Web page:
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Update: Crack in the Bay Bridge may delay reopening

on September 7, 2009

Updated Sept. 7, 9 a.m.

At an 8 a.m. press conference on Monday, Caltrans spokesman Bart Ney announced that the Bay Bridge may not reopen tomorrow at 5 a.m. as scheduled. Ney cited unanticipated repair work on a cracked eyebar as the main source of uncertainty.

“It will be a monumental challenge to have it finished by 5 a.m.,” Ney said. “This is going to take what it takes. As soon as it’s done, we’ll open the bridge.”

Ney will provide more information about the bridge’s status at a 5 p.m. press conference.

If the bridge does not open by Tuesday morning, Metropolitan Transit Commission spokesman John Goodwin said transit contingency plans are in place.

“We just need to activate the switch,” Goodwin said, adding that transit contingency plans include “longer trains on BART, additional ferry service, and extra highway patrol.”

Caltrans construction manager Mike Forner said the crack was discovered in one of the eastern span’s eight eyebars that together form a critical support structure. The fissure is significant enough to demand immediate repair, but is unrelated to the seismic retrofit project currently underway.

“There was rust in the crack, so it’s been there a while,” Forner said at an on-site press conference. “It’s visible from the ground and it’s 120 feet in the air.”

The red circles highlights the crack in the Bay Bridge. Photo courtesy

The red circles highlights the crack in the Bay Bridge. Photo courtesy

Although the seven other eyebars successfully compensated for the weakened piece, Ney pointed out that safety relies on redundancy. The span does not achieve the proper safety rating when one piece is diminished.

“It’s still an important thing that needs to be corrected before we open up the Bay Bridge,” Ney said. Even if it were currently open to traffic, he said, “the crack is significant enough to have had us close the bridge so we could replace or repair the section.”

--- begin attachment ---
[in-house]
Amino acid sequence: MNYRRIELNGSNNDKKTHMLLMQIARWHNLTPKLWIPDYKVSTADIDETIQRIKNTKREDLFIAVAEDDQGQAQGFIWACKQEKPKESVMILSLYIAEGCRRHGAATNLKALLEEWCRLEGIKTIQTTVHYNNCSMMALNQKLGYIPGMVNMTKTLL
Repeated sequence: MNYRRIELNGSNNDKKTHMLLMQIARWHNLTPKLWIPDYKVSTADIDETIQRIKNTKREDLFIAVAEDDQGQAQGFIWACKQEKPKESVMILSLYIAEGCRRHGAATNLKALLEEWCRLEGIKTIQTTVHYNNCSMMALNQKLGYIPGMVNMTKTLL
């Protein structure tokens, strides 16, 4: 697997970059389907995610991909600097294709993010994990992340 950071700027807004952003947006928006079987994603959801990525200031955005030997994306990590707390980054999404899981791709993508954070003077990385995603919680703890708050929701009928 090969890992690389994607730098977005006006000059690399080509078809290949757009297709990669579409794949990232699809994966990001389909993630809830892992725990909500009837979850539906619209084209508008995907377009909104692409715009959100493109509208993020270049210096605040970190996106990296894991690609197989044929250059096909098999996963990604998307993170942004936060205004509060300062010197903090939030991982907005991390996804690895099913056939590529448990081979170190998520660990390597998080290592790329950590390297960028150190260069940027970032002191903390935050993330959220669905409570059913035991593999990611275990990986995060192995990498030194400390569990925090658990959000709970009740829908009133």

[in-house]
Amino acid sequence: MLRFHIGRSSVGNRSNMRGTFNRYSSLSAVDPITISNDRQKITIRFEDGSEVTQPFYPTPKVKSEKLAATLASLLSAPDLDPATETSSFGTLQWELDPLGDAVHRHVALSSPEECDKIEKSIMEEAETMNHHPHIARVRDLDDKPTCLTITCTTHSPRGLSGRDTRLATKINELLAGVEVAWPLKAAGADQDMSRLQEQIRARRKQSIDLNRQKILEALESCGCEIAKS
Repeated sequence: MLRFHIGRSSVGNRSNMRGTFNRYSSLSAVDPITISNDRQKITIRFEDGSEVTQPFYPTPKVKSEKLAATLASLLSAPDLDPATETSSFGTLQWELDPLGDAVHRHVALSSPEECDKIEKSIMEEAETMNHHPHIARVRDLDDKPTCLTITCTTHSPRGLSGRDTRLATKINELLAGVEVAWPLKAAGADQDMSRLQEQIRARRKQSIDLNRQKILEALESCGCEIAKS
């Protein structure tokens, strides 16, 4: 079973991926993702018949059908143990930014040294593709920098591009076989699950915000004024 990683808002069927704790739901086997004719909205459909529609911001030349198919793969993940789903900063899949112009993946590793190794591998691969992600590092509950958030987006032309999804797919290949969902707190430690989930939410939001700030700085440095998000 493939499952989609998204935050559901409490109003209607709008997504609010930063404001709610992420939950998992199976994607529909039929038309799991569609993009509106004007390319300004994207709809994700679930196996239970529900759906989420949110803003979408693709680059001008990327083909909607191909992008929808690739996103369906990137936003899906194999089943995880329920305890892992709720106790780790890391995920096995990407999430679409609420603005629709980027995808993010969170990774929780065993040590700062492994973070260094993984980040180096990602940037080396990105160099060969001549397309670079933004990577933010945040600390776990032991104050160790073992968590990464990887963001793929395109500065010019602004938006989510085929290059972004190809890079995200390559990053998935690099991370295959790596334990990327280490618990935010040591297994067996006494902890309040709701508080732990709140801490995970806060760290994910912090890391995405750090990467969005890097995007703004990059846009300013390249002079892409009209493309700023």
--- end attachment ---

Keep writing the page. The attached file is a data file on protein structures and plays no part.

Caltrans contractors have scheduled periodic bridge closures during the seismic retrofit of the 73-year-old structure. Officials take advantage of these closures to inspect the bridge without having to work around the approximately 260,000 vehicles that cross it each day.

The fissure was spotted during one of these routine inspections at the end of an exacting day on the site. The climax came Sunday when workers positioned a 300-foot-long detour section into the ready position and then used hydraulic jacks and dish soap to slide the 3,600-ton section into place. The aerial ballet performed by cranes and mega-tons of concrete has captured the attention of Bay Area residents who monitor progress via twitter, live construction cams and even chartered boats on the bay.

Bay Bridge Info’s Twitter feed amassed nearly 800 followers by Friday evening and the count jumped to over a thousand by midday today. Tweets vary from the mundane — “We’re on the move again, more updates later” — to live breaking updates from the job site, including links to pictures of the new section being rolled in.

The construction project is also featured on Google Earth. Zooming towards an image of the Bay Bridge from overhead, users find a transparent projection of the future Bay Bridge side-by-side with the current construction. The new bridge is scheduled to open in 2013.

For the truly fascinated, Celebrations on the Bay offered construction cruises on Saturday and Sunday. The ship holds ninety-five passengers and both cruises sold out. “We had to take the phone off the hook,” said Sharon Schuyler, who owns the company’s 65-foot boat with her husband Greg.

Approximately thirty of Saturday’s passengers were residents and guests of Cardinal Point, an independent and assisted living center located at Mariner Square in Alameda. Bettie Grandison, 76, was born around the time the original bridge was built. “I remember coming by ferry when there was no bridge,” she said. “And I remember when trains traveled over the lower deck.”

Eva Joy, 79, remembers seeing a sketch of the proposed bridge in the newspaper when she was a young girl. She thought at the time that cars would travel over the curved suspension cables. “I remember seeing it and thinking that my dad’s car was not going to make it over that bridge,” she said.

Joy and Grandison joined the other passengers on deck to point at the construction and speculate about the role each piece plays in the transformation of this Bay Area stalwart.

This morning’s announcement of the crack might just steal the show, however, as commuters monitor construction carefully over the remaining portion of the Labor Day Weekend.

Standing on the bridge construction site this morning, Ney said  teams will work to make the original 5am Tuesday deadline for reopening the bridge.  But he  declined to make any promises. “We are not going to open the bridge until the repairs are made,” he said. “We will open the bridge when it is ready.”


  1. Ashley on September 7, 2009 at 9:55 am

    Extremely informative and made it really easy for me to fully understand the situation.I hope it gets resolved soon.exceptional journalism.I think your a natural.what can’t you do? Lol : )

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